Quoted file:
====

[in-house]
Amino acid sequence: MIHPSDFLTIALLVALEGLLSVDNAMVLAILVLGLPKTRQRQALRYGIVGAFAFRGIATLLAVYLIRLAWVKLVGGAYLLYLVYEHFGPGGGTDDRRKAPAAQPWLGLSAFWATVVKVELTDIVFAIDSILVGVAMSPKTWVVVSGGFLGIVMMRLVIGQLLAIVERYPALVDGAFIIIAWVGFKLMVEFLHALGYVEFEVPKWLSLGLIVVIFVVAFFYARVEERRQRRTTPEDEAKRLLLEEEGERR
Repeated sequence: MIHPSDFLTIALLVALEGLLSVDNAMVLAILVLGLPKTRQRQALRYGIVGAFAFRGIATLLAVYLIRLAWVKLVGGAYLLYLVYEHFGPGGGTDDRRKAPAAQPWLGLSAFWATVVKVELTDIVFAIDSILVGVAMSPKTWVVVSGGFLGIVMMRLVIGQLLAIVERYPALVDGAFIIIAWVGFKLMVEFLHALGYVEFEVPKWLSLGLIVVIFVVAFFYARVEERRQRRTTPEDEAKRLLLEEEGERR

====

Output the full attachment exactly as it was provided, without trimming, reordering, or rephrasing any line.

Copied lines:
[in-house]
Amino acid sequence: MIHPSDFLTIALLVALEGLLSVDNAMVLAILVLGLPKTRQRQALRYGIVGAFAFRGIATLLAVYLIRLAWVKLVGGAYLLYLVYEHFGPGGGTDDRRKAPAAQPWLGLSAFWATVVKVELTDIVFAIDSILVGVAMSPKTWVVVSGGFLGIVMMRLVIGQLLAIVERYPALVDGAFIIIAWVGFKLMVEFLHALGYVEFEVPKWLSLGLIVVIFVVAFFYARVEERRQRRTTPEDEAKRLLLEEEGERR
Repeated sequence: MIHPSDFLTIALLVALEGLLSVDNAMVLAILVLGLPKTRQRQALRYGIVGAFAFRGIATLLAVYLIRLAWVKLVGGAYLLYLVYEHFGPGGGTDDRRKAPAAQPWLGLSAFWATVVKVELTDIVFAIDSILVGVAMSPKTWVVVSGGFLGIVMMRLVIGQLLAIVERYPALVDGAFIIIAWVGFKLMVEFLHALGYVEFEVPKWLSLGLIVVIFVVAFFYARVEERRQRRTTPEDEAKRLLLEEEGERR